• Modernise the SCF taking into account the new budget, social dumping and reduced investment.
  • More transparency in the management of the funds.
  • Focus on parts of the population that have not benefited from these funds in the past.
  • Priority to the Cohesion Policy over neoliberal policies.
  • Reduce the administrative burden and make the management and implementation of the funds less complicated.
  • The European Commission should not monitor compliance.
  • Priority of national rules in the management of funds where possible.
Europe of Freedom and Direct Democracy (EFDD)

  • Stop SCF spending because it transforms the EU into a federal state.
  • Stop the “Keynesian-style spending splurge” of the SCF.
  • Stop the “Marxist” aspect of the SCF.
  • Less redistributions from the rich regions to the poorest regions.
  • Have less red tape.
  • Make the SCF more democratic and aligned on the sovereign national democracy.

Main findings

The only thing in common throughout the political spectrum is the wish to reduce bureaucratic and administrative burdens to make the SCF easier to use. Another popular demand is to make the EU funds more transparent in order to fight fraud, although opposed by the conservative and Eurosceptic groups (ECR and ELDD). Several groups, conservative and progressive, also agree on excluding member states that do not respect the Rule of Law from the EU funds. Right and centre right groups (ALDE and EPP) have the same idea of using the SCF in order to make the regions more competitive and attract private investors.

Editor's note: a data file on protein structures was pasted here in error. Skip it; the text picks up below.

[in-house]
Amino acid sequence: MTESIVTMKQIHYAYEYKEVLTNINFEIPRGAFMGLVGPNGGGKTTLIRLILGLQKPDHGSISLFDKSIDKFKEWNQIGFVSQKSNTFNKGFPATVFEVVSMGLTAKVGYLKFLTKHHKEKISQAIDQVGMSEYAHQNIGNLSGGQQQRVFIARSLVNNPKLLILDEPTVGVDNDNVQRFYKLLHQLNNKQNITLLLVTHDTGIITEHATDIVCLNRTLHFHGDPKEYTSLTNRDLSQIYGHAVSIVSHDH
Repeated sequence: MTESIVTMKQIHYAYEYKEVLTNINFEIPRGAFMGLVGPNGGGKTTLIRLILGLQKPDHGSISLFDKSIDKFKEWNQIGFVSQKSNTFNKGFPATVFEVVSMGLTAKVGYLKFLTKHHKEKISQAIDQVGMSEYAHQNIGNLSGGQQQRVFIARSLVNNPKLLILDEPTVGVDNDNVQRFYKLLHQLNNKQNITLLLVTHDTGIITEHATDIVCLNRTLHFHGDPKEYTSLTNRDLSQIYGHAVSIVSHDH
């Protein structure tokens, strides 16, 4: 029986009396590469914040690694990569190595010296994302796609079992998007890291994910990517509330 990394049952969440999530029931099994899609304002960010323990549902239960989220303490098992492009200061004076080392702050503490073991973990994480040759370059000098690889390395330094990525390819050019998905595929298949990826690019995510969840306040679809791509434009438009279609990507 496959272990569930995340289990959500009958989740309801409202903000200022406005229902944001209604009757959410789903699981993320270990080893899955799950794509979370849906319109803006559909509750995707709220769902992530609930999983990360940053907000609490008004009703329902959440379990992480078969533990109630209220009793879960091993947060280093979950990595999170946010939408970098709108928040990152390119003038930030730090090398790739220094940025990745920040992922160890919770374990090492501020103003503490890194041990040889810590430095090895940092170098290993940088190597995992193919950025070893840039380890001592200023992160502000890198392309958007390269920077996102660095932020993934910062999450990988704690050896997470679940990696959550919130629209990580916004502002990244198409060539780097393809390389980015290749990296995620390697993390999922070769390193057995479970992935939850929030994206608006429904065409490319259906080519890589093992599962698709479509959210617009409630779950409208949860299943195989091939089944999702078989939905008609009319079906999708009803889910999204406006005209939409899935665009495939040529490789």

On the left side of the spectrum (S&D, GUE/NGL, Greens), common goals include the reduction of inequality, the promotion of social inclusion and the fight against poverty. Some groups, such as the ALDE or the Greens, want a status quo or an increase of the SCF budget, while others, such as the ECR or the ELDD, want to diminish it.

Finally, we find in both alt-right (ELDD), mainstream (EPP), and alt-left (GUE/NGL) groups the wish to narrow the European Commission’s control over EU spending and to give member states full responsibility of the good management of SCF.